What is your purpose of travel? Is it food? Is it fun? Is it meeting new, inspiring people? Is it getting to know new cultures? Travel is about meaningful moments, experiences you make that you will never forget. But how do you find those places for magical experiences? On TripAdvisor? Go to TripAdvisor and search for “Things to Do” in your home town: Hop-on-Hop-off buses, overpriced boat tours, Madame Tussaud’s… Have you as a local, ever done one of those activities? Most likely you will say: “That’s just something tourists do.”
To prevent travelers from stepping into tourist traps, Airbnb recently presented its’ new offering – the world of trips:
Airbnb knows what travelers want – the ultimate local experience. The previous, successful years resulted in a platform offering millions of homes around the entire world to tourists that no longer want to stay in anonymous hotels. But CEO Brian Chesky realized that homes are just one single part of a great journey. A great journey lets you immerse in and join the local community. With the new product Airbnb Trips, also experiences and places will all be available in the app. So, what are those new features?
Experiences: The offered activities are not just organized by city, but also by passion, for example Sports, Nature, Social Impact, or Food. The available experiences can take from a couple of hours up to multiple days. Every offered experience is presented in a short video. About half of the trips are offered at a price below $200 (Airbnb: Experiences, 2017).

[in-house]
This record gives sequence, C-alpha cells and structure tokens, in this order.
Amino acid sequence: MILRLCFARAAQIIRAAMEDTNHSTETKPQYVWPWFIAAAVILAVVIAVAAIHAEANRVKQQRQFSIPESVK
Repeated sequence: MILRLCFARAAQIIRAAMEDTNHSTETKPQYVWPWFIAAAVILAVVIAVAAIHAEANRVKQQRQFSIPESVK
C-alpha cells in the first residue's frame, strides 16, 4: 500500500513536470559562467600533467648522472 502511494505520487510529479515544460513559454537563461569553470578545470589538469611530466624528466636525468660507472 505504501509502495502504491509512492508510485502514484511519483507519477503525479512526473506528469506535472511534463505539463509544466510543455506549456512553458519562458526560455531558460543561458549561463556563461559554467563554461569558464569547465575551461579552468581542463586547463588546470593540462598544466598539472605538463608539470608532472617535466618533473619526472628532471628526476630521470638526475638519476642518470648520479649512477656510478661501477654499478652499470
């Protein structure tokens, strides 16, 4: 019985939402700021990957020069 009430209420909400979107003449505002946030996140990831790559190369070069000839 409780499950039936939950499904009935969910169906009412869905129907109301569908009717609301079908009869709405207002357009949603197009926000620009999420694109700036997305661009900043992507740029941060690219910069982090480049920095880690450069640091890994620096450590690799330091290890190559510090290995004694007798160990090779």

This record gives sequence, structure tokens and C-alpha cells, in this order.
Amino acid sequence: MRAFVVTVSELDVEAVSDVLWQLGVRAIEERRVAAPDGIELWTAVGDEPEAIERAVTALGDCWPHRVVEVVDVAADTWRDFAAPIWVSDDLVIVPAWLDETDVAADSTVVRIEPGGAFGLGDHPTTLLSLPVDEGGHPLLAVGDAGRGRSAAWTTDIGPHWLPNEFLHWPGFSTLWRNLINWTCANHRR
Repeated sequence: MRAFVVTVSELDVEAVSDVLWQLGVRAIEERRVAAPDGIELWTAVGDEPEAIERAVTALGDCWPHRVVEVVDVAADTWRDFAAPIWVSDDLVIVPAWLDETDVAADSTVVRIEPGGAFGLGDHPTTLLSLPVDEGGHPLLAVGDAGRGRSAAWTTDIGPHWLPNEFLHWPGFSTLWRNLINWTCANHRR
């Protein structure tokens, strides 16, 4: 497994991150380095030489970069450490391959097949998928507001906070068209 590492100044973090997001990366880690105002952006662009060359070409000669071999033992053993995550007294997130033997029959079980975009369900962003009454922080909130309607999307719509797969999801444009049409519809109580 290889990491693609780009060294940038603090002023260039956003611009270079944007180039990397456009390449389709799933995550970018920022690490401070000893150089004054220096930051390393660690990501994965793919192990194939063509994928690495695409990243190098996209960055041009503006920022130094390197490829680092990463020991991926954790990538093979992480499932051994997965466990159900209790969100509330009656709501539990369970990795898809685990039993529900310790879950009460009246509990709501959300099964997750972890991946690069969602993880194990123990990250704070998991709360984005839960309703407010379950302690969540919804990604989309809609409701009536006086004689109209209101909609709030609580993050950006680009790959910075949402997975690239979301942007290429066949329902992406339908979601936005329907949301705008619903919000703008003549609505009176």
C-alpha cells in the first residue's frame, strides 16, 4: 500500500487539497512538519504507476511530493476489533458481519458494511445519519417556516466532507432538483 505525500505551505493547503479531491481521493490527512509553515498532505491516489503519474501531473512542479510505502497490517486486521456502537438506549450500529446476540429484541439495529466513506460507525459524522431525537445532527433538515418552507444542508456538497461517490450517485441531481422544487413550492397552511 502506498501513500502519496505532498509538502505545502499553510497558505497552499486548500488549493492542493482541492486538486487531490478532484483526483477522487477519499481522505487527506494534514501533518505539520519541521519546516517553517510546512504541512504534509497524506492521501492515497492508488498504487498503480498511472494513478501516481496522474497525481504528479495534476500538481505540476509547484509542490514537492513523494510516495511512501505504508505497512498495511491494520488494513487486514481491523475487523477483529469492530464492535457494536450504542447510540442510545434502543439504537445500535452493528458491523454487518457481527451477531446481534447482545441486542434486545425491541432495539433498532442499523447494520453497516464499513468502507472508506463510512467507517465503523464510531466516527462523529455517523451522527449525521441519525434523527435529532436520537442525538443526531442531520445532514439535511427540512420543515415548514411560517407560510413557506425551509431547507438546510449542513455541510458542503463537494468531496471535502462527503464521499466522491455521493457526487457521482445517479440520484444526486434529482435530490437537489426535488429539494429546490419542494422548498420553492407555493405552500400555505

Places: Within this function, local legends list their top things to do in an “insider guidebook”. Additionally, also audio walks and meet-ups are featured.
Business Model Evaluation
What is the value added for the three main parties involved in Airbnb’s business model?
Consumers (travelers) – For travelers, the extension of Airbnb’s offerings provides a great value added, because the platform becomes a One-Stop-Shop for your entire travel. This will reduce the time necessary to prepare trips and give you new local insights during your holidays. Of course, this comes at high costs: 55€ for a sunset bike ride in Tokyo or 98€ for a 3h-cocktail workshop in San Francisco can not be afforded by budget travelers.
Providers (guides) – From now on, you can also become a host for activities. When deciding to become a host, you have to apply and Airbnb checks the experience for certain quality standards. The best experiences offer guests access participation, and perspective (see Figure 1). Next to monetary profit, the benefits are also non-financial: get more exposure for what you love, promote your brand, and meet locals like you (Airbnb: Become A Host, 2017).